Who would benefit: It would provide an annual $550 credit per child to single taxpayers earning under $75,000 and married taxpayers filing jointly making up to $130,000. The amount would decrease by $20 for each $1,000 of additional income made over these levels. Senate Finance Committee chairwoman Liz Krueger (D-Manhattan) told Newsday she believes both the Senate’s working families credit and the Assembly’s supplemental child credit are focused on getting dollars to the families that need it the most.

Expanded earned income tax credit

Proposal: The Assembly budget plan would expand the state’s Earned Income Tax Credit.

Who would benefit: The expansion would include taxpayers filing with a taxpayer identification number instead of a Social Security number, meaning immigrants who pay taxes. It also would extend the credit, increasing the range at which it phases out to $56,067, up from $49,084, for single filers with one child, and to $78,976, up from $66,819, for joint filers with three or more children. The expansion would continue to allow taxpayers to take advantage of the full credit as minimum wage increases.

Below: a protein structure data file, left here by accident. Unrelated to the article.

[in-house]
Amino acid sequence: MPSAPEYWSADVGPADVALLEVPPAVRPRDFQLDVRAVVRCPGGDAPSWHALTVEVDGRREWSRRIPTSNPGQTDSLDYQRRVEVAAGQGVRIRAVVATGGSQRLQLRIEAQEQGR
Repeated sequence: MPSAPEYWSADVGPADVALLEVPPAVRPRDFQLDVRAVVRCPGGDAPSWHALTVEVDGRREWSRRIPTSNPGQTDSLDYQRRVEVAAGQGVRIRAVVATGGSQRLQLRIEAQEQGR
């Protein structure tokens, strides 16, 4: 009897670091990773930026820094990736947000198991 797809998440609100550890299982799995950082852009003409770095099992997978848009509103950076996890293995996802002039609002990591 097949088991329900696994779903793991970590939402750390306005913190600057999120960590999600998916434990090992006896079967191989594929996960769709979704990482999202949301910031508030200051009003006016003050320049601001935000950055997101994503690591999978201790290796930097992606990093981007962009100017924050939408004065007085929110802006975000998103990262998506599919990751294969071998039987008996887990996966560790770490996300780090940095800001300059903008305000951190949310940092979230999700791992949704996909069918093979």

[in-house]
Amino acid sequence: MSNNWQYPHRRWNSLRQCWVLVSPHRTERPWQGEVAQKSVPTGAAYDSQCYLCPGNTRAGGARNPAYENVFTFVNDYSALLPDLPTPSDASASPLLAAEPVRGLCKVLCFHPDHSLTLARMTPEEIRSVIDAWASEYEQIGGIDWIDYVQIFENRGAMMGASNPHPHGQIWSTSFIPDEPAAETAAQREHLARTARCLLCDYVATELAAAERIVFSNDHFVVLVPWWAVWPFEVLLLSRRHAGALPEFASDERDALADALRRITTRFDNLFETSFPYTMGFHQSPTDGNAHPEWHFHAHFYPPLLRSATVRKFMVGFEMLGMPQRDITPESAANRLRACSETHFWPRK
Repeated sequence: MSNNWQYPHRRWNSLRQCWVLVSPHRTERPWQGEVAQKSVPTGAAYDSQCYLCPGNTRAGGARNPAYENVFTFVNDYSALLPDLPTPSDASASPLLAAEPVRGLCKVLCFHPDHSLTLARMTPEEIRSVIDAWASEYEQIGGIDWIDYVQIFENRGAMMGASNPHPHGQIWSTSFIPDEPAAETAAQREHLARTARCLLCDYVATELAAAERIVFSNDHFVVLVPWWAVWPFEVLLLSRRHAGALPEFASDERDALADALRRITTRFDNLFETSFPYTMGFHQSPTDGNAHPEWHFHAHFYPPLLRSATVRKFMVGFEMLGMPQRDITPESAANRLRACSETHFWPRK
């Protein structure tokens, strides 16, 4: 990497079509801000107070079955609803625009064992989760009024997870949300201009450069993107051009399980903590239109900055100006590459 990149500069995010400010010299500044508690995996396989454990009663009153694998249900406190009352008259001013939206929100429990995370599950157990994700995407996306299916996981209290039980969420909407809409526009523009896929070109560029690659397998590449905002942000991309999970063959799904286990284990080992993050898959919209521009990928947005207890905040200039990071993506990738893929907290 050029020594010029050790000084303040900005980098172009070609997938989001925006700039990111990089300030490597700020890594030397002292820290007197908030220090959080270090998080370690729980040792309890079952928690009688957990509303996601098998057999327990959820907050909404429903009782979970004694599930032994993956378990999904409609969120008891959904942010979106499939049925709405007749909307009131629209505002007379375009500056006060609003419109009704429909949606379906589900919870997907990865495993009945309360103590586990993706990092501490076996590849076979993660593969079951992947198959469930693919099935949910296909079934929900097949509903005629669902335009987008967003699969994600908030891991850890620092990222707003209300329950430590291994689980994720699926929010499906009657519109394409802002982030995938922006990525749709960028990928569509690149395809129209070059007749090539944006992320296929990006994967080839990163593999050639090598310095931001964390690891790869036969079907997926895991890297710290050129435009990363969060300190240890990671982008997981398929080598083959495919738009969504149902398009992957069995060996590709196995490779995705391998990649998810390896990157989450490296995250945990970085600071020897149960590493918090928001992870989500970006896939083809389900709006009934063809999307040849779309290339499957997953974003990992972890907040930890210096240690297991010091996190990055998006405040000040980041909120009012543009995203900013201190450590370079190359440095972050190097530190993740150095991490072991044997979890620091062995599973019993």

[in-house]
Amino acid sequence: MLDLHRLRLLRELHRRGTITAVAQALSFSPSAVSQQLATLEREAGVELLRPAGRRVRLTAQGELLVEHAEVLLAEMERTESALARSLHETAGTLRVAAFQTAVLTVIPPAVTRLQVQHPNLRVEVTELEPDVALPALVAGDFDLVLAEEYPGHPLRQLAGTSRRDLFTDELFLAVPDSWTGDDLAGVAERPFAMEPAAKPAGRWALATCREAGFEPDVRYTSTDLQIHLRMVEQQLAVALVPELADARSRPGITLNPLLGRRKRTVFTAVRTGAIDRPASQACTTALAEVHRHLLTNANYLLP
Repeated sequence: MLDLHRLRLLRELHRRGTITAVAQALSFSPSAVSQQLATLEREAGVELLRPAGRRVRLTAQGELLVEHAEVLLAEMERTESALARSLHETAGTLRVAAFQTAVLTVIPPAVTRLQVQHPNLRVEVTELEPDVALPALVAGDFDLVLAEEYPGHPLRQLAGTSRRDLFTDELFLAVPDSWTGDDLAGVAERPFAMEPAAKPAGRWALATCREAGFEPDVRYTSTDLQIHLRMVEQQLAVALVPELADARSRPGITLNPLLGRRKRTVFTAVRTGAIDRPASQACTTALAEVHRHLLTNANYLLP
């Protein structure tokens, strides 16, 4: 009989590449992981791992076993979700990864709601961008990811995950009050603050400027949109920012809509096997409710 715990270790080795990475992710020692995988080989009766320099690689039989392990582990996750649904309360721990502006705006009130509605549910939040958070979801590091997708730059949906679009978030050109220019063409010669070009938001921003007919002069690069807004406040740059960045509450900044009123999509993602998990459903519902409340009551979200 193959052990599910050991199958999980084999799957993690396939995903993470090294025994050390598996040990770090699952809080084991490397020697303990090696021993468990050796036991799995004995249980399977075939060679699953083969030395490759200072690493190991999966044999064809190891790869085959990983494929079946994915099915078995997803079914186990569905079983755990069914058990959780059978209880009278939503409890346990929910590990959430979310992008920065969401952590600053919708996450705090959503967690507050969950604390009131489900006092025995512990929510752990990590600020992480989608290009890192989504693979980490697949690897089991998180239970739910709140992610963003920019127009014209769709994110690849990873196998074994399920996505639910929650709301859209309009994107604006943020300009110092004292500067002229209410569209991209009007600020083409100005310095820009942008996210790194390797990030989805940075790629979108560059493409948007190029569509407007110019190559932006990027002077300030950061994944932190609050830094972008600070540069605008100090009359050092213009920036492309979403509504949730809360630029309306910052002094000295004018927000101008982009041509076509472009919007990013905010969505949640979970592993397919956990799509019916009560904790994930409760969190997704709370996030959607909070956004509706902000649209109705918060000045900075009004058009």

Real property tax credit

Proposal: The Senate would extend the Real Property Tax Relief Credit for three years.

Who would benefit: The credit is designed to address high property taxes for those whose income is $250,000 or less. The maximum credit is $350. The proposal would lower the minimum credit allowed to $100 from $250 — allowing more taxpayers to receive the credit.

School supply tax exemption

Proposal: The Assembly budget proposal would exclude school supplies from sales tax for 15 daybefore the first Monday in September, Labor Day.

Who would benefit: Parents, guardians, students and teachers. The exemption would apply to supplies up to $110 per item.

Oral health product exemption

Proposal: The Assembly would create a sales tax exemption for oral care products.

Who would benefit: Consumers would save on toothbrushes, toothpaste and powders, mouthwash and dental floss, as well as other oral care products.